Post a New Topic
Why are people saying that a balanced Federal Budget won't work?
Original post made
by two cents, Another Pleasanton neighborhood,
on Jul 16, 2011
I think the proposal to have balanced budget on a Federal level is a great idea - we wouldn't be in the mess we're in if we had to do this all along. Right now Congress expects us to spend money on things that we can't afford to pay for as a country. It seems so logical to have a balanced budget, just like we do at home or sort of pretend to do as a state.
But the media and Obama (whom I voted for but will not again) are saying that it's not workable / not possible. Why not?? It's doesn't even sound like it would even happen all at once . . .
Posted by Yet Another Teacher
a resident of Hart Middle School
on Jul 17, 2011 at 4:52 pm
Obama did not follow a classic Keynesian strategy. If he had done so, Obama would've kept his campaign promise to wind down the wars in Iraq and Afghanistan ASAP, and wouldn't have allowed the banks off so easily (to date, none of the Wall Street crowd have been prosecuted, despite massive evidence of financial fraud).
Had Obama followed a classic Keynesian strategy, Obama would've worked with the Democratic Congress to pass a much larger "stimulus" bill that would have been aimed at putting money in the hands of the American middle class and working poor. This strategy would have had these key elements:
*Huge investment in infrastructure (roads, bridges, schools, water treatment plants, etc.) over a 20-year period. This would have created at least 1.2 million new jobs and ones that can't be exported to India or China, since construction work must be done in the USA, of course.
*Military spending would be coming down instead of going up, with an eventual target of 80% of current expenditures (it should be 50%, but I'm realistic about the power of the military-industrial complex).
*More stringent regulations on the banks in conjunction with criminal prosecution of the key figures in what is, by any objective account, a massive multi-year international financial fraud that makes Bernie Madoff look like a petty pickpocket.
*Higher taxes on the rich. Not a bit more, but a lot more. One reason that corporations didn't pay their executives such outrageously high salaries from the end of World War II to the early 1980s was that the top tax rates were so high, it didn't make sense to get paid more, since the government took all of it, anyway. I'd settle for an effective 70% tax rate on anybody earning over $1 million a year, and taxing capital gains like ordinary income, instead of giving it preferential tax treatment.
The Republican Congress is, if anything, worse on all of these counts; they want to not only not move forward, but move backwards, destroying even the relatively weak new financial regulations that Obama and the Democrats passed in the first two years of the President's term.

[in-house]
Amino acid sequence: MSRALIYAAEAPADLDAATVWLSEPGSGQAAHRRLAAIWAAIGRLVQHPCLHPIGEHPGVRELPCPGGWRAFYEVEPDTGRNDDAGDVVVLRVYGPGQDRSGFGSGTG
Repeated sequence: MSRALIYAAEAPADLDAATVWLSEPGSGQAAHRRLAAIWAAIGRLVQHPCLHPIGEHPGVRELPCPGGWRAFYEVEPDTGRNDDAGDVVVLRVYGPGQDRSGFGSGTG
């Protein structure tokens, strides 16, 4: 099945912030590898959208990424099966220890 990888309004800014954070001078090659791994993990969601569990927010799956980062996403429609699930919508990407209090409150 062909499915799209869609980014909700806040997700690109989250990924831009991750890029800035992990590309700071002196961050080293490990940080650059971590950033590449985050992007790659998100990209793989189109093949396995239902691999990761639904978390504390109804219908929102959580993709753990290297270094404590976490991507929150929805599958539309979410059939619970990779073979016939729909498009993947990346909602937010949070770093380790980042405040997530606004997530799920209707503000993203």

Keynesianism is the only thing that has been historically proven to pull our nation out of recession or depression. But we are now not only not practicing Keynesianism, but Monetarism, focusing solely on the money supply.
To reduce my analysis to its simplest terms: We cannot get out of this recession until consumers start spending again. Consumers won't spend until they have jobs. The government needs to reduce the unemployment rate with a massive infrastructure investment program. Once we start investing trillions (yes, trillions) in new roads and bridges and so forth, people will start buying new cars, new appliances, new clothes, and then private industry will start hiring again because there will be demand for their products and services.
See how it works? In other words--
We need the federal government to kickstart the economy by creating jobs. That Obama hasn't done so is the major failure of his presidency, but the Republican solution is no better and is, in fact, far worse.
The path of cutting spending and tightening our belts may be very morally satisfying, but it is economic suicide. We need to increase revenue by raising taxes on the rich (the only ones who are prospering in this economy) and creating jobs for the middle class and working poor. That's the path to the light at the end of the tunnel, and we are moving away, not towards, that goal.
And none of this is "liberalism"; it's just sound economic theory.
(By the way, Canada, the Scandinavian countries, Australia, and Germany have followed Keynesianism and their economies have emerged from the global recession.)
Posted by I’m not an intellectual
a resident of Another Pleasanton neighborhood
on Jul 18, 2011 at 2:27 pm
"GDP = C + I + G + Net Exports
But either raising taxes or cutting spending has side effects that cannot be ignored. Either one or both will make it more difficult for the economy to grow... This is true for all times and countries.